Watching the World
By the end of this century, the United States will have more than a million victims of the usually fatal disease AIDS, say scientists interviewed by Louis Harris and Associates. The survey was conducted among scientists specializing in biotechnology, cancer, and infectious diseases. Only 28 percent of them believed that “an effective cure for AIDS” would be available before the year 2000. Thus far, AIDS has infected about 32,000 people in the United States, more than half of whom have already died.
The U.S. Justice Department has calculated for the first time an individual’s chance of becoming a victim of violent crime in his or her lifetime. The ten-year survey of over a hundred thousand people 12 years and older, according to The New York Times, showed that 83 percent “will be victims or intended victims of violent crimes at least once in their lifetimes” and that 52 percent will be victims more than once.
A Melbourne, Australia, man has invented and built a robot dog, complete with the intimidating bark of an Alsatian. According to the West Australian newspaper, the inventor believes that his device will appeal to people living alone. The electronic watchdog has a radar system that can pick up movement within a range of 16 feet (5 m) and has recorded barks that become progressively more frequent and fierce as an intruder gets closer. The annual cost of keeping the 12-volt-battery-operated mechanical “poodle”? About $84 (Australian)—roughly the cost of a year’s supply of dog food.
For centuries a delicacy throughout the Chinese world, bird’s-nest soup is now endangered, claim some fanciers. The treasured nests are becoming increasingly scarce, and the price for top-quality nests has risen to $1,000 a pound, reports The New York Times. Why the scarcity? The birds’ habitat has been developed into towns or farmland, causing a reduction in the number of birds, notes one authority. Pollution has also been eroding their cliff dwellings, and aggressive nest harvesters have been “snatching nests as soon as they are built, or grabbing nests that have eggs in them.” Youths as well as monkeys have been trained to scale the rocky cliffs to retrieve the nests. The nests come mostly from Indonesia, Thailand, Vietnam, China, or Malaysia. They are made from bird’s saliva that hardens into cementlike threads. The soup ranges in price from $14 to $38 a bowl.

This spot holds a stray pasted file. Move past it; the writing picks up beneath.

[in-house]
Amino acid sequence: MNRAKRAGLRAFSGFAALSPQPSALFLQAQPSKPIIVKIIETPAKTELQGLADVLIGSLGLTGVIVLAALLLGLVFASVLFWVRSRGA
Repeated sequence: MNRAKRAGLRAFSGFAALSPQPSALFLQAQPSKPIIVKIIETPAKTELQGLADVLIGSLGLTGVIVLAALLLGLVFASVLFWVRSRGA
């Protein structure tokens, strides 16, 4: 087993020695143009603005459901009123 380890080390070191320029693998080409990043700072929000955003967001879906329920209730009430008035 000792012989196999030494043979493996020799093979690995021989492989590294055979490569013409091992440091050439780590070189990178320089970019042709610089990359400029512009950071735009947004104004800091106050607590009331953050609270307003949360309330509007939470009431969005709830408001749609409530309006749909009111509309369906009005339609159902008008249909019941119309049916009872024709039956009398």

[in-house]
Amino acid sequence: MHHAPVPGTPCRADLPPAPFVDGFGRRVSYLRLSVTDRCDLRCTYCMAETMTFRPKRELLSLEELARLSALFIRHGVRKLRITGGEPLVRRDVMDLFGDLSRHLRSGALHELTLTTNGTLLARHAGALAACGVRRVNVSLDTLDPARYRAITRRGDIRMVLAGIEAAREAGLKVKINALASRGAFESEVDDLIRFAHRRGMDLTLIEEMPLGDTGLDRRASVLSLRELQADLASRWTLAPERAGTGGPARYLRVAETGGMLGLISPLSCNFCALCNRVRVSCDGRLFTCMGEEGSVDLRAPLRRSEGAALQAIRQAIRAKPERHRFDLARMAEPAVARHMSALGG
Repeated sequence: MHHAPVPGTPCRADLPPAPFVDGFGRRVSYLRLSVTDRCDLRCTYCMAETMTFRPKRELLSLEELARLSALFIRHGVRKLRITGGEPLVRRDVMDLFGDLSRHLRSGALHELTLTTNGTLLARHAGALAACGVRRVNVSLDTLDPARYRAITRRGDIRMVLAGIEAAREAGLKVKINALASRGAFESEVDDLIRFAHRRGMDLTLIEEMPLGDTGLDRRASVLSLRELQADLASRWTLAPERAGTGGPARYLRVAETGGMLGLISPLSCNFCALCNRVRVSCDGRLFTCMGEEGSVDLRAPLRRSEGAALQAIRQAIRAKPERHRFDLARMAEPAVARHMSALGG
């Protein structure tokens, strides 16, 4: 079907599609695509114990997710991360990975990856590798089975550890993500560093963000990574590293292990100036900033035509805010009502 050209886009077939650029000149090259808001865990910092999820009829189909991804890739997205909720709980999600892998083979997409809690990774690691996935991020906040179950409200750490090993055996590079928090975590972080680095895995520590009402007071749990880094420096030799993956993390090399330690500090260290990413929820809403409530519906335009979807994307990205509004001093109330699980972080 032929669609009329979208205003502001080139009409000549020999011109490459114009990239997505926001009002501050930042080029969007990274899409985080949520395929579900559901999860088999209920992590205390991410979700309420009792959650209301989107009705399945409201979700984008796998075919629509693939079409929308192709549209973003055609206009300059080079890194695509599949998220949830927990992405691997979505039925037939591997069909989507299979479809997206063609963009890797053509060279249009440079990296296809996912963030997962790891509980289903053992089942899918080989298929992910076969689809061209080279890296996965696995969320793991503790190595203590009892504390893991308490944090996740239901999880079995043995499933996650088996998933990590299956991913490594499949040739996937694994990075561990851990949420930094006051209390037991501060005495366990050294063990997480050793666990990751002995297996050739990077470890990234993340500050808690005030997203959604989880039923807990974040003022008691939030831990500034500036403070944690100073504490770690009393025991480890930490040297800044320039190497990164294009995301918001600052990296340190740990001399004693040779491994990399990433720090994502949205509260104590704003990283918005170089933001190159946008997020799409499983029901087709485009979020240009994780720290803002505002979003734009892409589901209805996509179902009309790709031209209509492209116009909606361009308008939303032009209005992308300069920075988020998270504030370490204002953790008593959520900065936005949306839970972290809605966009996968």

“Fountain of Youth”
Moderate exercise—even for those in their 80’s—reverses many of the effects of aging, claim leading researchers at the University of Toronto. “You’d have to go a long way to find something as good as exercise as a fountain of youth,” said Dr. Roy J. Shephard, a member of the research team, reports The New York Times. “And you don’t have to run marathons to reap the benefits. For the average older person who does little more than rapid walking for 30 minutes at a time three or four times a week, it can provide 10 years of rejuvenation.” Benefits include improved heart and respiratory function, lower blood pressure, increased muscle strength, denser bones, and clearer thinking.
Displayed in South Africa’s Klerksdorp Museum is a dark-brown metal sphere that makes one or two rotations a year—unaided! It is the size of a small chicken egg and has three parallel grooves encircling its middle. “The sphere baffles everyone,” the museum’s curator told the Sunday Times Magazine of Johannesburg. “It looks man-made, like a casting.” The sphere, along with hundreds of similar ones, was found at South Africa’s Wonderstone Mine. One examiner’s opinion is that it gives evidence of a higher civilization, “which existed pre-flood.” According to the curator, however, how these spheres were formed remains “a complete mystery.”